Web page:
The solution consists of a video camera, recording the building’s entrance; the Enterprise Node, which could be deployed on any laptop with internet access; a containerized smart contract with a neural network responsible for facial recognition; and a frontend application providing functionality for viewing attendance statistics, adding new employees, and interacting with the smart contract and Node.
A live video stream from the camera is fed to the Frontend Application for the security guards to view directly, if necessary.
The video stream is broken down into images, which are sent to the Node as a series of transactions.
The Node passes the transactions to the smart contract.
Whenever the smart contract recognizes a face, it records on the blockchain that the relevant employee has entered, with their personal ID and a timestamp. The application also records images and timestamps of unknown faces, in order to keep track of strangers or in case the neural network fails to recognize an employee.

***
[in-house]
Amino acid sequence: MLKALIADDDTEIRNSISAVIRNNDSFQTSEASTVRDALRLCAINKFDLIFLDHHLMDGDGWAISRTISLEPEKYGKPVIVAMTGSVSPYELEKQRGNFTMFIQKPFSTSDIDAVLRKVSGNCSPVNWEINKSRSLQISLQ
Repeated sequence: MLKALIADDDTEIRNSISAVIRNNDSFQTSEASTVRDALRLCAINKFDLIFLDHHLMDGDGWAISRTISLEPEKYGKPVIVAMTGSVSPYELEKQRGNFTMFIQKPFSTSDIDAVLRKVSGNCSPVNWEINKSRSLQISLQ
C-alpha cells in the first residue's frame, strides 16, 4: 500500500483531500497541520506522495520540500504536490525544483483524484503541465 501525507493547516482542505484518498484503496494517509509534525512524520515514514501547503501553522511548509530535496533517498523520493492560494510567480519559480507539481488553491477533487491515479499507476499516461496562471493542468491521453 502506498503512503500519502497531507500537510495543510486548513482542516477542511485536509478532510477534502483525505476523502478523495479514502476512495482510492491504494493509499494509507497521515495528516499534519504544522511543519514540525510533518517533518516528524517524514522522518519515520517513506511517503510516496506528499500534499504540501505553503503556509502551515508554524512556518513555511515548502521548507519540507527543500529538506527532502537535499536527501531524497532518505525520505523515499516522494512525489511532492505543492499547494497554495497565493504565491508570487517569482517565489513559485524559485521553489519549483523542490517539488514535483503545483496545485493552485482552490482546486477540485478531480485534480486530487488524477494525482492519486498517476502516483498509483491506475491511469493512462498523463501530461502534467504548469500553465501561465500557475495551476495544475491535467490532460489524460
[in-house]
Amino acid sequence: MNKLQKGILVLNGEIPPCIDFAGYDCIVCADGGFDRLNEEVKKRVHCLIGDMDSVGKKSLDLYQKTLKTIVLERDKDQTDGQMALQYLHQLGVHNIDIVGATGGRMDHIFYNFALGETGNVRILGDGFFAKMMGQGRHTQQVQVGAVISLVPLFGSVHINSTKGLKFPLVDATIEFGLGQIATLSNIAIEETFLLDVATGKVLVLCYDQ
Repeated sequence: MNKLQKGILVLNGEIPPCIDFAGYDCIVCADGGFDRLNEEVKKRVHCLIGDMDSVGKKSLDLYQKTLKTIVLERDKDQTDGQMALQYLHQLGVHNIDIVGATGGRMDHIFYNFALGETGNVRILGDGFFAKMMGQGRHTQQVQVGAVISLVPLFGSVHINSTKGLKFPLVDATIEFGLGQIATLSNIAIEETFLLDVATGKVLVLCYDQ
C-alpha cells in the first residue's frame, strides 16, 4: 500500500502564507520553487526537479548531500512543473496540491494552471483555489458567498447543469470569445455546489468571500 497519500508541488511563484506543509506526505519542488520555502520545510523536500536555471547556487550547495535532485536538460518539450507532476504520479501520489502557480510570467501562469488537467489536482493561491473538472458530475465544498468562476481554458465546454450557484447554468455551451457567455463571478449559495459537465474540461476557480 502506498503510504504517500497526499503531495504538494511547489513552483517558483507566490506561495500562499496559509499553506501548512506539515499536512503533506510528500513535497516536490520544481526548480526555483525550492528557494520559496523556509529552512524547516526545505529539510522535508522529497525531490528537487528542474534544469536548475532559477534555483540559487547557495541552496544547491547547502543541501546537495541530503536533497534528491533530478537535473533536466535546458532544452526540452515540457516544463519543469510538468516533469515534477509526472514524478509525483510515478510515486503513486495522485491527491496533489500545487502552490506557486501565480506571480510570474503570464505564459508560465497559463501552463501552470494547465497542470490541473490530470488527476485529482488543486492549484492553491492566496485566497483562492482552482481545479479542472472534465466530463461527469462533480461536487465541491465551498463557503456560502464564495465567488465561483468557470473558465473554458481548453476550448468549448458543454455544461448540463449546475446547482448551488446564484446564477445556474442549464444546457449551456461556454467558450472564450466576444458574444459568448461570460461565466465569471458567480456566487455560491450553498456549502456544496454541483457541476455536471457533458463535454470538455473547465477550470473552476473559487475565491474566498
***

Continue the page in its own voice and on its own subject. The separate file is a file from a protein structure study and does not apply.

The Node stores these transactions, aggregates daily and monthly statistics, and broadcasts them to the network. The Frontend Application displays this information and statistics.
Since all nodes in the network share the same transaction history, altering a record would require that a majority of nodes agree a fraudulent consensus and rewrite multiple blocks — ensuring protection against attacks. Similarly, as transactions are appended to the existing history only if consensus is agreed beforehand by a majority of network nodes, fraudulent transactions on the private blockchain are virtually impossible.
The use of blockchain leads to reduced paperwork and dramatically decreased human error and administrative costs.
A blockchain service for voting has the potential for major impact on corporate governance. The tool facilitates transparent surveys, corporate votes and referendums, with built-in fraud resistance.